Tuesday, May 18, 2010

A Picture Book For Writers

I don't recall how I happened to stumble upon Nothing Ever Happens on 90th Street, a thirteen-year-old picture book by Roni Schotter with illustrations by Kyrsten Brooker. It came from the library, but I found it weeks later on the book pile in my living room.

Little Eva is told by her teacher to "Write about what you know." So she sits out on the front steps of her building on 90th Street with a cinnamon Danish and a notebook waiting for something to happen. But nothing ever does. While she waits, various neighbors come by and give advice.

"Watch the stage, observe the players, and don't neglect the details," says an unemployed actor. The man who runs a dessert shop tells her, "There's always a new way with old words." "You can ask, 'What if?' and make up a better story," says another passerby. Everyone has something excellent to suggest, and Eva puts their advice to good use in her story about how nothing ever happens on 90th Street.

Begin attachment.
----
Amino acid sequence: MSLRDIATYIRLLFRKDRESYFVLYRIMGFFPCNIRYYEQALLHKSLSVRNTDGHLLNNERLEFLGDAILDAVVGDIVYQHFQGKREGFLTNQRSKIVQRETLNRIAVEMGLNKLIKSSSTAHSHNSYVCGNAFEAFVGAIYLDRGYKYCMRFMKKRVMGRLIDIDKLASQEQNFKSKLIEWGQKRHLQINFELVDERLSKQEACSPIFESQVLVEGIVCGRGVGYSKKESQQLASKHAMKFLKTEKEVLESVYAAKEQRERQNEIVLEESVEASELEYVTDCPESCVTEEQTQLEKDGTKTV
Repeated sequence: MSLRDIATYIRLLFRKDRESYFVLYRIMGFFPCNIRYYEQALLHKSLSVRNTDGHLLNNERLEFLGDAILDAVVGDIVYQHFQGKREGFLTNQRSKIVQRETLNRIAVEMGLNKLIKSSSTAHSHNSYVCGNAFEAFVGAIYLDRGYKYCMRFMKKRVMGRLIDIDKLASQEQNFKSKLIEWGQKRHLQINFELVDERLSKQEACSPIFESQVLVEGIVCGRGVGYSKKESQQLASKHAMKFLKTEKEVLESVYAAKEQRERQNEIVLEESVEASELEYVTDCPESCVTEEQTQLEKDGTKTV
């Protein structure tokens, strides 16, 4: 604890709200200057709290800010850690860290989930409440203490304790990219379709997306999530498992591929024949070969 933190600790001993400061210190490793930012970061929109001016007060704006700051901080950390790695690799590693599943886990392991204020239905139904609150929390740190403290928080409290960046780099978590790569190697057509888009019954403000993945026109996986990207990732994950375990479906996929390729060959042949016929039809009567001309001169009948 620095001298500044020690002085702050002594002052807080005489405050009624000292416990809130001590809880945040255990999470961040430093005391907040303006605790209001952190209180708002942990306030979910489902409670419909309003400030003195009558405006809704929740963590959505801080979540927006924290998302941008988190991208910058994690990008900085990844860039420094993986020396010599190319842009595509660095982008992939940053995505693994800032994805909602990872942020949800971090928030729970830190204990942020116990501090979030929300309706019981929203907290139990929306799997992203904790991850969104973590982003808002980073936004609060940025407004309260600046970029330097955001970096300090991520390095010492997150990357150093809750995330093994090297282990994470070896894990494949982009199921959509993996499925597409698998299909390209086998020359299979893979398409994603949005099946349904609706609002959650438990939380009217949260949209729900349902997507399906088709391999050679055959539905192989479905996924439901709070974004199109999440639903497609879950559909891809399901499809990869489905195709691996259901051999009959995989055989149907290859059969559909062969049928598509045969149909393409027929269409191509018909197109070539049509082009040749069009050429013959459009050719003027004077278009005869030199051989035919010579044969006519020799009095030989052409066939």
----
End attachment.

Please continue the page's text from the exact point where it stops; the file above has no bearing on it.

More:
This is a lovely book, both in terms of text and illustration. It's a little wordy for your hardcore picture book readers, and I don't know if its embedded writing message will mean much to them. This book might be better as part of a writing unit for grade schoolers. In fact, you can find plenty of lesson plans on-line relating to this title.

Plot Project: My feeling is that this plot is developed around structure--it reads as if the author knew what writing elements she wanted Eva to hear about, created characters to present the material and actions that would illustrate them.

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